Taste-test booth: an innovative tool in health promotion.
Supermarkets provide an ideal environment for affecting consumer purchasing behaviours. Food companies have successfully used product sampling in supermarkets to increase sales. Taste-Tests booths were set up in four different Loblaws locations in Ottawa-Carleton, to promote "lower-fat" foods, as part of the Ottawa-Carleton Heart Beat program. Consumers were encouraged to try a lower-fat cheese, but were only told that it was lower in fat after they had tasted the cheese. Results from this survey suggest that the Taste-Test booth is effective in changing perceptions about the taste of lower-fat foods and may have an effect on food purchasing behaviour related to the food sampled, as well as other lower-fat foods. Sales data provided by Loblaws for two weeks preceding the trials, the week of, and two weeks following the trials support the results of the consumer survey, with respect to changes in purchasing behaviour for the food sampled. Taste-Test booths complement nutrition education initiatives in the supermarket and may be effective in changing behaviour.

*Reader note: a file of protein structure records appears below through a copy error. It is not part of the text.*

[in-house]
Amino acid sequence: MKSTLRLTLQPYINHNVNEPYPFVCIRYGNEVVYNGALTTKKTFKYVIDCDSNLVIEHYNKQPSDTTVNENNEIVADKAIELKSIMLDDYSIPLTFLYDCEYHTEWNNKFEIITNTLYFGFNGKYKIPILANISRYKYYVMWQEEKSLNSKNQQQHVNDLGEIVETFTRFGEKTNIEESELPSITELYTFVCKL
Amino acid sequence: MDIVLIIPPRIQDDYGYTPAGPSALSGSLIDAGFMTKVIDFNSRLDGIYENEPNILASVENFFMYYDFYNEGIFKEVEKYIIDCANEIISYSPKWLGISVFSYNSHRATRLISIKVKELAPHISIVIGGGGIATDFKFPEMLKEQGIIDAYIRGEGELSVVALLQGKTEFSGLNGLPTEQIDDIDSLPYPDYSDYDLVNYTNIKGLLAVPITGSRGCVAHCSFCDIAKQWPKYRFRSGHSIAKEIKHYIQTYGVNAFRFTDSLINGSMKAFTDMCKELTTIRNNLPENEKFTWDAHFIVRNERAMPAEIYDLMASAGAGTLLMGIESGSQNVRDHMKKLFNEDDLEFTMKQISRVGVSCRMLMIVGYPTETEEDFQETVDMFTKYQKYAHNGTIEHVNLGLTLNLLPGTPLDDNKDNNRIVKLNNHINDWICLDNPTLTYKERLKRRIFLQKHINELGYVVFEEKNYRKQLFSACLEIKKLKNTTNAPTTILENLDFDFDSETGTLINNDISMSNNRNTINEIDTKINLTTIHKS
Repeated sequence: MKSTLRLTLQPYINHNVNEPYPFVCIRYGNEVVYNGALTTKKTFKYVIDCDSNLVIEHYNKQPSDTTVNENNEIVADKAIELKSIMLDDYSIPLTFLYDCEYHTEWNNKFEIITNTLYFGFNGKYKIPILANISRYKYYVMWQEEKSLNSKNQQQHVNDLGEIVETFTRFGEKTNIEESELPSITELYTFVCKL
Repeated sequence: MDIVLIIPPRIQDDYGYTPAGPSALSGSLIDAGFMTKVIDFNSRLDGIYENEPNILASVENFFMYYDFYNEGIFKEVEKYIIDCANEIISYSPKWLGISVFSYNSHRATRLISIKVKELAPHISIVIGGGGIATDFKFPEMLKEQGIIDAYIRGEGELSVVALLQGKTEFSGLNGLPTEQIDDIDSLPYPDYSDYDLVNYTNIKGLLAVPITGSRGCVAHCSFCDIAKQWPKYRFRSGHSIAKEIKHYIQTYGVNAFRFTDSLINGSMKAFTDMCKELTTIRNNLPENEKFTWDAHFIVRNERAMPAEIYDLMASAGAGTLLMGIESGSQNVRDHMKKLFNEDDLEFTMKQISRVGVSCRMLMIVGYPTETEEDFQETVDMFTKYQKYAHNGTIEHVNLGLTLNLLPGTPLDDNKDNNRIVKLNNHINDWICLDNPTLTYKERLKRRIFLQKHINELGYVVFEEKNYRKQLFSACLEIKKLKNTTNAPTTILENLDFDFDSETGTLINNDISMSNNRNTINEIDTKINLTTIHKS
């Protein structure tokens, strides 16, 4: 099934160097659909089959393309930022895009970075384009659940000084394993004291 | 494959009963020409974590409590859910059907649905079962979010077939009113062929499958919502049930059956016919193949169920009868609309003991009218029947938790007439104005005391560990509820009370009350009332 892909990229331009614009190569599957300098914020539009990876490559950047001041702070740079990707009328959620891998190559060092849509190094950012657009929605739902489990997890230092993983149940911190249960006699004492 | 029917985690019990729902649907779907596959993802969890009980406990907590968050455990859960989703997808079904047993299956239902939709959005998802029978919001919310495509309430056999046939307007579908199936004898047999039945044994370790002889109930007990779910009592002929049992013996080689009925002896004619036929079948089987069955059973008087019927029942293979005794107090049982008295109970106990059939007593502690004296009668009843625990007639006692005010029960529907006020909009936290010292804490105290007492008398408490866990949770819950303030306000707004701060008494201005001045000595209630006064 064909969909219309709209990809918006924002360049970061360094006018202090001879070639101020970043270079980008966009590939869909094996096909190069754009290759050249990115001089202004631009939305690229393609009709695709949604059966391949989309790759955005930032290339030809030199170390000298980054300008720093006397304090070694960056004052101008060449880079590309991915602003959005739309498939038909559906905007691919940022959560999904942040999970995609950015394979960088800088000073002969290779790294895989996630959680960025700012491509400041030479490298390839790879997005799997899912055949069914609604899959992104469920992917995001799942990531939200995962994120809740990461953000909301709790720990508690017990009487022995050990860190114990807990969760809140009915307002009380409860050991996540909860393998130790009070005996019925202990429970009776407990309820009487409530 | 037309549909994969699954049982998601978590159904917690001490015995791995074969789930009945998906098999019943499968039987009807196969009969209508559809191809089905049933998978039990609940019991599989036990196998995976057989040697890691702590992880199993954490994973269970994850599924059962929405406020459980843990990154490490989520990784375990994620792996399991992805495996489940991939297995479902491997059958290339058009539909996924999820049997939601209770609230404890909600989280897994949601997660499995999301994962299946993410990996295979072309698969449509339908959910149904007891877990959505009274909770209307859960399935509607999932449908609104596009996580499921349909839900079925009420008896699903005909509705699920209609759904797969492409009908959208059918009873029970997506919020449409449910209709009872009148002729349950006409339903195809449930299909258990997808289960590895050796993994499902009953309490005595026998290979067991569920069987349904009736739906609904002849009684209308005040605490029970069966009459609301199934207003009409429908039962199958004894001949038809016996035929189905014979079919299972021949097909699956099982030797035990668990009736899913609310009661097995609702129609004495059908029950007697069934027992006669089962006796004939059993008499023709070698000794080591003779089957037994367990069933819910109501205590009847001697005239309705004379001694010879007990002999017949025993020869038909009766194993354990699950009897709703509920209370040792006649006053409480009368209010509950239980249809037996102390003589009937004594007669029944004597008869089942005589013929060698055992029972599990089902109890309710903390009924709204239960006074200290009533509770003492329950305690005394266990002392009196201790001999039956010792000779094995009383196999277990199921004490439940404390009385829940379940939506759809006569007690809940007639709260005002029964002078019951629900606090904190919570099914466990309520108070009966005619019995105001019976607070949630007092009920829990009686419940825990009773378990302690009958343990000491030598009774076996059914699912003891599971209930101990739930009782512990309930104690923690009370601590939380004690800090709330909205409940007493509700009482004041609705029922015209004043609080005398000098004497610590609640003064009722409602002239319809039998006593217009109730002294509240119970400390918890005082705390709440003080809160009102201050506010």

Journal of the Canadian Dietetic Association.
Summer 1997. v. 58 (2)
|Main Author:||Dwivedi, G.|
|Other Authors:||Harvey, J., Close, A.|
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